Report #008

  • Home Value: 285,000
  • Damage Amount: 55,000
  • Damage Percent: 19.2%
  • Severity:
  • Damage Frequency:

Section 1: Summary

I reviewed the exterior of this home to discover points of possible moisture ingress into the building envelope. This is a summary of my findings and advice for corrections.
The exterior of the home is clad with a brick veneer and stucco. The addition is clad with a cement board siding that is intended to replicate a similarity to stucco by James

The brick veneer is a trim that extends up the wall, terminated with a row lock, then stucco up the rest of the wall. The finishing brick at the top of the wall has a mortar wash cap that was apparently used to create a transition from brick to stucco. This mortar wassh provides no drip detail so moisture runs down the wall over the cap and down the face of the brick. I often see this type of detail on homes this age. This has historically proven to be a less than effective detail to protect this brick and usually contributes to mortar degrading at a faster rate than if it had a limestone sill with a drip detail.

The joint where the brick meets the vertical wall surface is open in quite a bit of the front wall and the west side wall. This allows bulk water to flow behind the brick and into the wall surfaces that the brick is covering. Evidence of this moisture is showing up on the inside of the basement on the front side of the home. The mold problem on the face of the brick that has been identified by A Mold Detective and commented on by Dave from PuroClean will be tough to control unless this brick detail is corrected. The brick at the front of the home right of the entry over the window well is loose and could be pulled off with not much effort.

The lintels on the home are very rusted and some are very heavily into plate rust. The brick has been re-pointed in some areas but this is more a surface band-aid than effective maintenance. There are rust lines flowing over the head trims at the garage door indicating moisture getting behind the brick in the assembly above. The fire place chase has brick that is surface spalling, a condition caused by saturation of moisture then freezing and repeated over time. The chase cap is also a mortar wash style cap that is degraded and in need of correction. Going forward, all of the brick is in need of major correction; it might be more cost effective to replace it all due to the level of maintenance required.

The stucco on the east side of the home that has been replaced needs to be reviewed for general maintenance. There are areas that moisture could have access. Careful consideration needs to be given to the overall performance of this system before just sealing these defects. Some of these areas act as release points for incidental moisture that intrudes into the system. This is a barrier system, not a water managed system so it is of value to look at the whole assembly rather than looking at one area in isolation. I do have a very good stucco contractor that has worked on other projects I have consulted on. The addition is sided with a fiber cement board material with vertical and horizontal wood composite trims. The horizontal trims are required to be protected by a flashing. This is a code requirement; code requirements are generally the minimal standard. The siding on this addition is too close to grade which has the potential to cause premature failure of the siding and trim products used to clad this structure.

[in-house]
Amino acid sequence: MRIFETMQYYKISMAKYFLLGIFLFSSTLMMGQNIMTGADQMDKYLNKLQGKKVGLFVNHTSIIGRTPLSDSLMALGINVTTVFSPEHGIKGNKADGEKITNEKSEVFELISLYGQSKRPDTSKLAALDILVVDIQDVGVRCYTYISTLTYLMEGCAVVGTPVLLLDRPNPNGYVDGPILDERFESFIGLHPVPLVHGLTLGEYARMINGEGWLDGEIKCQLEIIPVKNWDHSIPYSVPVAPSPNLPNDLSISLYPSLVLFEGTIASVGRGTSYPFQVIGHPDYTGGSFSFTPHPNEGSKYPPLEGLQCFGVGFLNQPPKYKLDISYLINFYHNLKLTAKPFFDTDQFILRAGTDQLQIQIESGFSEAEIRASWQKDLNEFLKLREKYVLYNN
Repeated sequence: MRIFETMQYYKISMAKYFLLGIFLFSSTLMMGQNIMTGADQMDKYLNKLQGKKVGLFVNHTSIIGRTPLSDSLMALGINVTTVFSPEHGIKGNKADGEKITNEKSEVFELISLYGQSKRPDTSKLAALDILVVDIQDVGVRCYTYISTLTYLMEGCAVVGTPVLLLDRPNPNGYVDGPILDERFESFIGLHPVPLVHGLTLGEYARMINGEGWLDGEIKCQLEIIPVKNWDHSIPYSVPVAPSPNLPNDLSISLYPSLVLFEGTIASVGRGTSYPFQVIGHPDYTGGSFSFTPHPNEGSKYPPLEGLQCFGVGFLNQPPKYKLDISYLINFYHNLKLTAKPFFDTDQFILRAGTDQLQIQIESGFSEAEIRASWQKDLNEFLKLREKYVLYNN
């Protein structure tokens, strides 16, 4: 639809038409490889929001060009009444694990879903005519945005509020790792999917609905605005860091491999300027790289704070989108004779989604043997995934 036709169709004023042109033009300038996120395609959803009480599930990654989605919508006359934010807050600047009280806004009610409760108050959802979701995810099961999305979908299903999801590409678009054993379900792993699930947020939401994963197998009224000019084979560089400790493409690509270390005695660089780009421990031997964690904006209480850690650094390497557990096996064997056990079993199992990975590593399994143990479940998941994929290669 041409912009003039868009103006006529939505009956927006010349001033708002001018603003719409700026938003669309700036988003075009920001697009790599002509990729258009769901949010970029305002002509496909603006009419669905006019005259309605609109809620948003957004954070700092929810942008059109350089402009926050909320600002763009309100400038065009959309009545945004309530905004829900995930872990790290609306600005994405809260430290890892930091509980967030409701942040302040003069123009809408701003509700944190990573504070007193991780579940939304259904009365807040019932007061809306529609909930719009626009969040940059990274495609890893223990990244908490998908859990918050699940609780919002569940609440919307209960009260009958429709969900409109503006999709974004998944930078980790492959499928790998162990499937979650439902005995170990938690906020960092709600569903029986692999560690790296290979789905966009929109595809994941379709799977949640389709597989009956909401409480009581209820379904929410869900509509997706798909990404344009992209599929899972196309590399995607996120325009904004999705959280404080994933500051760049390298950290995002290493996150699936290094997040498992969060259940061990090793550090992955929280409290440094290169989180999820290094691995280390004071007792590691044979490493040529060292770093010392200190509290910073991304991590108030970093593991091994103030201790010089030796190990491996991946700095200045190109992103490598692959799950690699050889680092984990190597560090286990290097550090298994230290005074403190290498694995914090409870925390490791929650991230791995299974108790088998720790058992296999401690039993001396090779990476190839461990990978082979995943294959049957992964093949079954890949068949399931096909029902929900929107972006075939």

The collector head at the roof on the rear of the home where the low slope roof runs the water is filled with leaves and debris. This is a necessity to keep clear and free flowing in order to effectively manage the water in this area. I suggest servicing at least two times per year. The electric mast was mounted into the stucco with a plastic expanding anchor. This is not a correct detail as it can pull a section of the stucco off of the wall as it pulls free. The fastener needs to go deeper and install into framing behind the stucco and be imbedded in a sealant.

There are flashing details at the roof that rely in a bunch of gobbed on black jack. There are intrusion points on this sealant that may be allowing moisture intrusion into the building envelope. Black jack and the like are often used in lieu of good flashing and better sealant details for the expediency of the job. All of these areas need to be addressed and corrected appropriately. There is a crawl space that should be opened and reviewed further. I snapped a picture at my visit and it reveals exposed fiberglass insulation batts that are loose and laying on the dirt. The following pages are captioned pictures to give clarity to the problems I am seeing on this home. The pictures of the crawl space are included on the last page without comment.


Section 2: Foundation

Front elevation.

Front door.

Front window well: moisture is migrating behind brick facade at top. This is a big source of the moisture intruding into the basement in this area.

Brick lintel is into plate rust indicating heavy exposure to moisture over time.

Brick lintel is into plate rust indicating heavy exposure to moisture over time.